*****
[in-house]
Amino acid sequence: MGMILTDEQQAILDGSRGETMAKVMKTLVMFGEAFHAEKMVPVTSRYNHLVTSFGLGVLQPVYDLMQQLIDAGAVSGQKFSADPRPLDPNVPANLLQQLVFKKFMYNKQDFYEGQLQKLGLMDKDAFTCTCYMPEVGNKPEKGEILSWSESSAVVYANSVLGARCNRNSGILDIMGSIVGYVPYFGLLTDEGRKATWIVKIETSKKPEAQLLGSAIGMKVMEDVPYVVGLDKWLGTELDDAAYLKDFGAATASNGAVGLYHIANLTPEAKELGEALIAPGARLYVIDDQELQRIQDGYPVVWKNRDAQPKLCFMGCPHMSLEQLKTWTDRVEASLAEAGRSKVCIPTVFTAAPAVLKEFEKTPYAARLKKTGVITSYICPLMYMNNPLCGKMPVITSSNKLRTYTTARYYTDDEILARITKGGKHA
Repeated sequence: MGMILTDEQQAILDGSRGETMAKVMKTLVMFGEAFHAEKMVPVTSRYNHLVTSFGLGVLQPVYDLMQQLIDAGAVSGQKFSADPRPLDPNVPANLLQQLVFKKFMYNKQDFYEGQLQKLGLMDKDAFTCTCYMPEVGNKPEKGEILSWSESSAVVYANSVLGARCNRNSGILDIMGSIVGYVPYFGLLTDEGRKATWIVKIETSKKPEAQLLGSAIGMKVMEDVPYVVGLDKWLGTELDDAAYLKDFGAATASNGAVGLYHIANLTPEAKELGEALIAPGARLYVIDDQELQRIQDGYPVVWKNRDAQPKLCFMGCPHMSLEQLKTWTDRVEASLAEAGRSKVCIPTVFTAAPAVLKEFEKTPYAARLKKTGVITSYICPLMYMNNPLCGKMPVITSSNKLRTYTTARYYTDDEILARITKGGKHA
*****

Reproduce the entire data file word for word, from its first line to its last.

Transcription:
[in-house]
Amino acid sequence: MGMILTDEQQAILDGSRGETMAKVMKTLVMFGEAFHAEKMVPVTSRYNHLVTSFGLGVLQPVYDLMQQLIDAGAVSGQKFSADPRPLDPNVPANLLQQLVFKKFMYNKQDFYEGQLQKLGLMDKDAFTCTCYMPEVGNKPEKGEILSWSESSAVVYANSVLGARCNRNSGILDIMGSIVGYVPYFGLLTDEGRKATWIVKIETSKKPEAQLLGSAIGMKVMEDVPYVVGLDKWLGTELDDAAYLKDFGAATASNGAVGLYHIANLTPEAKELGEALIAPGARLYVIDDQELQRIQDGYPVVWKNRDAQPKLCFMGCPHMSLEQLKTWTDRVEASLAEAGRSKVCIPTVFTAAPAVLKEFEKTPYAARLKKTGVITSYICPLMYMNNPLCGKMPVITSSNKLRTYTTARYYTDDEILARITKGGKHA
Repeated sequence: MGMILTDEQQAILDGSRGETMAKVMKTLVMFGEAFHAEKMVPVTSRYNHLVTSFGLGVLQPVYDLMQQLIDAGAVSGQKFSADPRPLDPNVPANLLQQLVFKKFMYNKQDFYEGQLQKLGLMDKDAFTCTCYMPEVGNKPEKGEILSWSESSAVVYANSVLGARCNRNSGILDIMGSIVGYVPYFGLLTDEGRKATWIVKIETSKKPEAQLLGSAIGMKVMEDVPYVVGLDKWLGTELDDAAYLKDFGAATASNGAVGLYHIANLTPEAKELGEALIAPGARLYVIDDQELQRIQDGYPVVWKNRDAQPKLCFMGCPHMSLEQLKTWTDRVEASLAEAGRSKVCIPTVFTAAPAVLKEFEKTPYAARLKKTGVITSYICPLMYMNNPLCGKMPVITSSNKLRTYTTARYYTDDEILARITKGGKHA